As far as evidence that live streaming is *THE* now big thing that isn’t going anywhere but up, all you have to do is look at what two behemoths jumped on board. At first it was the slick new fancy apps like Periscope and Blab (and formerly Meerkat, which is no longer a player), but now… Facebook Live has become a major player and in the past few days YouTube has announced it will soon be rolling out a new live streaming feature.
Luckily I have smart friends, Jeff Herring and Mike Stewart, who not only get this stuff and use it themselves, but are excellent teachers. If you want to know how to use the new live streaming video, or just want to see a cool demo of it yourself, you can watch it here.
Speaking on video is something I know a bit about – and teach that myself. If you’re stuck on what to SAY on your live streaming videos, here are a few ideas for you:
- Take a section of your Signature Speech™ and share it.
- Answer your most frequently asked questions – one at a time, one per video
- Address a comment, question, or rant you see on social media
- Do a public service announcement about something that will protect your clients or the people in your market from an unsavory character or undesired result
- Offer a glimpse into your daily life
- Make your own rant – to the benefit of your viewers
- Share a tip
- Unveil a myth and explain why it is a myth and what the truth is
- Explain one of the mistakes you see people making and what they can do instead
- Tell a personal story and relate it with a moral related to your business
Whatever you do, don’t ignore this new tool available to you. You wouldn’t want your loved ones making YOU the butt of their jokes, now would you? It’s your turn to laugh – all the way to the bank.
What have I gotten myself into THIS time?!
You can keep up with my progress on Facebook, YouTube and here on my blog (as soon as I’m home from my vacation and get all the videos uploaded everywhere).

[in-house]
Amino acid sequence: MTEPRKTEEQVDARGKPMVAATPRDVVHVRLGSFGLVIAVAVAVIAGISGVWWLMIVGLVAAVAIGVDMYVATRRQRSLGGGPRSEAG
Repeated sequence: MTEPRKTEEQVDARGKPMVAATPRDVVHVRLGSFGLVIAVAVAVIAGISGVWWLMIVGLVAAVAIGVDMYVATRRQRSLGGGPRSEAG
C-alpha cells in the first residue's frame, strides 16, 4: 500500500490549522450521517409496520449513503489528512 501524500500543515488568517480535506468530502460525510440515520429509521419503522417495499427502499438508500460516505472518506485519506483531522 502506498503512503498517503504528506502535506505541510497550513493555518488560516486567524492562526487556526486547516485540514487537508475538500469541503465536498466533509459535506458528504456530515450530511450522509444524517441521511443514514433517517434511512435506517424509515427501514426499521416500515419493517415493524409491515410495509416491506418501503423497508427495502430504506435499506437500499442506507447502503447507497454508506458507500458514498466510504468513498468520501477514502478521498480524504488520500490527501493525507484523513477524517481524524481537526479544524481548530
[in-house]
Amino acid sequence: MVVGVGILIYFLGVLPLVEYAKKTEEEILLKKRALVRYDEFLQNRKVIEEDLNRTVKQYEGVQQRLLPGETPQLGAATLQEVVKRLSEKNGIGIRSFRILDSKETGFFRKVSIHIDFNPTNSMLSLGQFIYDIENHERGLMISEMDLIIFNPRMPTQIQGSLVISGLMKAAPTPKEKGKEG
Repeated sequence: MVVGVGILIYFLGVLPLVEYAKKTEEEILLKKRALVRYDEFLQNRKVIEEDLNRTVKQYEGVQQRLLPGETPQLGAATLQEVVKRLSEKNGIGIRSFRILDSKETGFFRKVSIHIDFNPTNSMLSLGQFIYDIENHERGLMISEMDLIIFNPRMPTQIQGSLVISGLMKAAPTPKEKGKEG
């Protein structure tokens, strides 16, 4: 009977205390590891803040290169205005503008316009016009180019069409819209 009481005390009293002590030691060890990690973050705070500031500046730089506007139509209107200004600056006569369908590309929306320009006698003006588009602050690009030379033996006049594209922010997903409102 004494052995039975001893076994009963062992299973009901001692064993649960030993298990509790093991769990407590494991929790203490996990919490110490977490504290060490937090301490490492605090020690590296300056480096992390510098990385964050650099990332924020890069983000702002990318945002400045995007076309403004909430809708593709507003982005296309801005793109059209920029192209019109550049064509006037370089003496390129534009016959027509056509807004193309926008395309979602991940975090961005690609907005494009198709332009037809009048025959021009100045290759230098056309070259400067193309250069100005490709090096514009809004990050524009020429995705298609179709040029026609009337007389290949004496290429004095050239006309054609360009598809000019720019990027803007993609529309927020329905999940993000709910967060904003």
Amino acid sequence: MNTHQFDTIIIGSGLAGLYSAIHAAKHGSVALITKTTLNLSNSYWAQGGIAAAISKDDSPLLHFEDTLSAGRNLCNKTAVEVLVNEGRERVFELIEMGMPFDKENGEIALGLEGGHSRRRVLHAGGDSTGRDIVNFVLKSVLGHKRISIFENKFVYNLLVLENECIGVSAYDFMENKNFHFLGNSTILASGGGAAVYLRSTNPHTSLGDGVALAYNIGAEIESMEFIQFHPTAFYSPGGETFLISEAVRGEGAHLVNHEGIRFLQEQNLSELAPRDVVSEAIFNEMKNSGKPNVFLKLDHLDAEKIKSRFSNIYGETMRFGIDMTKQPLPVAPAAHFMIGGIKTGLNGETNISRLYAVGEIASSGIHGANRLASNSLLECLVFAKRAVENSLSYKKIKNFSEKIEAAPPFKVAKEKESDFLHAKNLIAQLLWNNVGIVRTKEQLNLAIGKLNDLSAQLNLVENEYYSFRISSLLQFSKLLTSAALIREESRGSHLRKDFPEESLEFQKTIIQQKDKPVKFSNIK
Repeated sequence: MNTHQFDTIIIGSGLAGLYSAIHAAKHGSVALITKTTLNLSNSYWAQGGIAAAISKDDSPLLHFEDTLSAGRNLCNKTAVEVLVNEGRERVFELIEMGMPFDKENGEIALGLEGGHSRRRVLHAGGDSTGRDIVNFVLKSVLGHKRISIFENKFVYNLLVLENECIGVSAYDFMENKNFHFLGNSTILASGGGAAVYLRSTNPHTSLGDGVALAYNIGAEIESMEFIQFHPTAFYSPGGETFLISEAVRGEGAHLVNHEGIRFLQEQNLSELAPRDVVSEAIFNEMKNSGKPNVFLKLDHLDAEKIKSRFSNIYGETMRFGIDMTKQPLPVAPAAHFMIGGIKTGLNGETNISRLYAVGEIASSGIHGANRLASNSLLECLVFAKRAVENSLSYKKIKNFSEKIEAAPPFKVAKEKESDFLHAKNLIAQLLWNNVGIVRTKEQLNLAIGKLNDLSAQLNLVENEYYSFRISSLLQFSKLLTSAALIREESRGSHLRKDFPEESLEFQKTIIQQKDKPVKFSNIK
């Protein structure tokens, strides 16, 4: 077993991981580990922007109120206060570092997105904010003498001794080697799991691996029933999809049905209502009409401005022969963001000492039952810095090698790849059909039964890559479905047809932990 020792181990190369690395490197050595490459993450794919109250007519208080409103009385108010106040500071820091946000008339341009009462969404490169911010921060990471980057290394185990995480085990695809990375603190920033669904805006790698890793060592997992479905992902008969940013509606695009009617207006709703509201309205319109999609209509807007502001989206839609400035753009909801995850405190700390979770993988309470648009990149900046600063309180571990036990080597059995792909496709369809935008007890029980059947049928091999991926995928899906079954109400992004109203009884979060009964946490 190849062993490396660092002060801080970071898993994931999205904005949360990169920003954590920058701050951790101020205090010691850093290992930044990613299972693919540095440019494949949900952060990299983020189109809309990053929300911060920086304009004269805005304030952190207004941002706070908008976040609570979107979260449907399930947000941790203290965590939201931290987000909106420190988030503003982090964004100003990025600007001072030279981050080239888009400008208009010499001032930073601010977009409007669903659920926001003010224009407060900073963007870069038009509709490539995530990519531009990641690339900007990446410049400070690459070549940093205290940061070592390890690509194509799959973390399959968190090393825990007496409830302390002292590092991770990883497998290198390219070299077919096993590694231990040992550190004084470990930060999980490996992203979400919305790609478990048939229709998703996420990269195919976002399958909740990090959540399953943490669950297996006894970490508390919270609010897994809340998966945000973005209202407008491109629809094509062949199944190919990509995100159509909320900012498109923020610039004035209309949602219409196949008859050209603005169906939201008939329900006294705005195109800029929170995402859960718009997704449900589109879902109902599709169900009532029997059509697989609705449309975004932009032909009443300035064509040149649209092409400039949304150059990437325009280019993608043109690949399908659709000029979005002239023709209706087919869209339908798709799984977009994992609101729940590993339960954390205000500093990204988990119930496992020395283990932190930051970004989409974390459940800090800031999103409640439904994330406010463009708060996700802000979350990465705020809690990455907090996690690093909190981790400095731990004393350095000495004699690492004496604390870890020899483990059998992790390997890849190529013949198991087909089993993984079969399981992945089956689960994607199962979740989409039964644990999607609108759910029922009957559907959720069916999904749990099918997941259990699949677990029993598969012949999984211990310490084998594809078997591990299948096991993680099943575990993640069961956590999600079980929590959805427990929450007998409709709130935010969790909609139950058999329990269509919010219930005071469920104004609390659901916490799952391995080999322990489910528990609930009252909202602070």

I’ll tell you one thing, if it wasn’t for the accountability with my friend, video marketing expert Lou Bortone, and the public promises I made to keep this thing going, I’d have quit by now, less than a week after posting my first video.
But I’m all in. Keep coming back for a new story and lesson each day.
Funny story, really…
A few months ago, out of the blue I received an email from someone I’d never met, Nathan at Wallaby Web Design, inviting me to participate in a contest. All I’d have to do to win the $16,000+ prize package was make a 5-minute or less video explaining why I should win and submit it by the end of the week.
Being a competitive person, I was up for the challenge. I had visions of using screen capture video to show my messy website, many pages of disorganized info, and tons of content collecting virtual dust. Except that week, I was headed to speak at a multi-day event, and one of my presentations was scheduled at the last minute, so I was busy preparing. Still, I didn’t want to miss a chance to win something as cool as the package they were offering, so one evening in my hotel room while at that event, before running out to meet a few of the other speakers for dinner, I turned my laptop camera on, spoke directly to the camera, and shot what became my winning submission.
Because it had to be less than 5 minutes long, and my actual recording was 5 minutes, 41 seconds, later that night (waaaay later), I was forced to edit the video to get it under time. At that point I was tired and you may know my infamous lack of technical skills anyway – holy rough cut, Batman. I ended up cutting words right in the middle – what a disaster!